With this level of performance available in road trim, it was only to be expected that the SS100 would make an impact on the race track, particularly the ultra-fast Brooklands oval, and the exploits of Brough Superior riders - among them Le Vack, Temple, Baragwanath, Fernihough and Pope - did much to burnish the marque's image. When Brooklands closed forever at the outbreak of WW2, Noel Pope's Brough Superior held both the sidecar and solo lap records, the latter at an average speed of 124.51mph.

Brough had entered the 1930s with an entirely JAP-powered range, and then in 1936 the SS100 was redesigned with an engine built by Associated Motor Cycles, in which form it continued until production ceased in 1939.

This Matchless-engined SS100 was displayed on the Brough stand at the 1936 Motorcycle Show at Olympia. The accompanying copy Works Record Card confirms that 'M1 1700' was a 'Show Model' supplied to Laytons of Oxford on 23rd November 1936, following its stint at the show. Its was not registered by Laytons, as a motorcycle and sidecar combination, until 3rd September 1937 having presumably been used as a demonstrator or kept on display during the intervening period.

According to the BSC, the Brough was sold new to one C E Haswell, this being Charles Edward Haswell of Whaley Bridge, Stockport who is the sole owner listed in the old-style logbook on file, which was issued in March 1957. 'FFC 474' was still attached to a sidecar at that time. There is also correspondence and various invoices from George Brough Ltd and Associated Motor Cycles on file dating from Mr Haswell's period of ownership, including some relating to an overhaul at the factory in 1957 costing £300, which was considerably more than the Brough was worth at that time. The machine is currently fitted with the gearbox from an SS80 while the fuel tank is from a 1937 SS100.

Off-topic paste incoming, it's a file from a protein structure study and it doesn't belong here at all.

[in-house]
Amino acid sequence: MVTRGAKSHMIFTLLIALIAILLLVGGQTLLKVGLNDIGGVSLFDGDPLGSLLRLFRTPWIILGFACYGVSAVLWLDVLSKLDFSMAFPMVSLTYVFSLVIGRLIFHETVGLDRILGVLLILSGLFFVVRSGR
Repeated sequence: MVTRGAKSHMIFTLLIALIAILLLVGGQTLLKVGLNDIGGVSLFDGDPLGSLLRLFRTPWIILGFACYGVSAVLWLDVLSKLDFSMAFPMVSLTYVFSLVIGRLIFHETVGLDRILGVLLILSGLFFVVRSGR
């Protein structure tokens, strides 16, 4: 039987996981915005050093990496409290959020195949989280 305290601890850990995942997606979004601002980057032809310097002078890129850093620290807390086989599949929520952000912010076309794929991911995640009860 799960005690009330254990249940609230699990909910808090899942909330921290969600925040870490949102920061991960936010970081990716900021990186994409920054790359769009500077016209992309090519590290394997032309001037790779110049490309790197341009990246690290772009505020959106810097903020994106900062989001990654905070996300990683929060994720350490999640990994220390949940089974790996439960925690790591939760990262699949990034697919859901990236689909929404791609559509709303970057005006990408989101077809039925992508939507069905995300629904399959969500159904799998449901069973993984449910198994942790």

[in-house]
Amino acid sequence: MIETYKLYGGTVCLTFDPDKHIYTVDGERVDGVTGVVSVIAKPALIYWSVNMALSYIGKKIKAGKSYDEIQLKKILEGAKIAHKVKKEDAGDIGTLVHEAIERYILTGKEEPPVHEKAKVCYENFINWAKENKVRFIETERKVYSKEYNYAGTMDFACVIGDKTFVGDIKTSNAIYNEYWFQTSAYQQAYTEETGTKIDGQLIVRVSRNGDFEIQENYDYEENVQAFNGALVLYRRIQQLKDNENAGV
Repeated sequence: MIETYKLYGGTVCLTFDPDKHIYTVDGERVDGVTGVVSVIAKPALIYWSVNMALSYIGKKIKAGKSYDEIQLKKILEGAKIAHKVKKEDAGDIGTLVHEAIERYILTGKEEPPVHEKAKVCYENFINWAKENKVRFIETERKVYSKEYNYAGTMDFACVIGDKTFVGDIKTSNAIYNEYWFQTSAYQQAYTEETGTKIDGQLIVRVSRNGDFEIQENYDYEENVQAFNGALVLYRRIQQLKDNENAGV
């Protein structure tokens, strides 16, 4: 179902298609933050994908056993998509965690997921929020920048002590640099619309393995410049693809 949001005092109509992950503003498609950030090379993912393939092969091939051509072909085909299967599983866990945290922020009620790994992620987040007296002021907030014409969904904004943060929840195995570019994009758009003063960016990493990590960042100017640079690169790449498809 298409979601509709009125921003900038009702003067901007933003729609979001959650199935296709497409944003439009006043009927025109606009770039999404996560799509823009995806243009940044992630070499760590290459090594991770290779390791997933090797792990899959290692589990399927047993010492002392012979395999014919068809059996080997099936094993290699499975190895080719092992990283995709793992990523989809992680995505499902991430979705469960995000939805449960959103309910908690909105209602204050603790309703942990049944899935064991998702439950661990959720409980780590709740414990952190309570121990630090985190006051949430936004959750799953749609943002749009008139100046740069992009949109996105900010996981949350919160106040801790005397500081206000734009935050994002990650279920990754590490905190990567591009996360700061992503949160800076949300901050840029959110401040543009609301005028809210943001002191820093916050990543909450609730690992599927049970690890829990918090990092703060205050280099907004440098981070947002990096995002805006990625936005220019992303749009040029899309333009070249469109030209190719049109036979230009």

When Mr Haswell died, 'FFC 474' was purchased from his family by the late Brian Verrall and shortly thereafter was sold to its second private owner, Mike Smith of Alton Hampshire. Mr Smith covered over 70,000 miles on the Brough over the course of the next 20-or-so years before selling it to the current (third) owner in November 2012. The following year the machine underwent extensive cosmetic and mechanical refurbishment, the work being undertaken by renowned marque specialist Sam Lovegrove (see bill for £4,331 on file). Since the work's completion, the Brough has been ridden extensively by the owner, covering some 2-3,000 miles over the last couple of years, including touring trips around Wales. Additional accompanying documentation consists of a quantity of expired MoT certificates, SORN paperwork and old/current V5/V5C registration documents.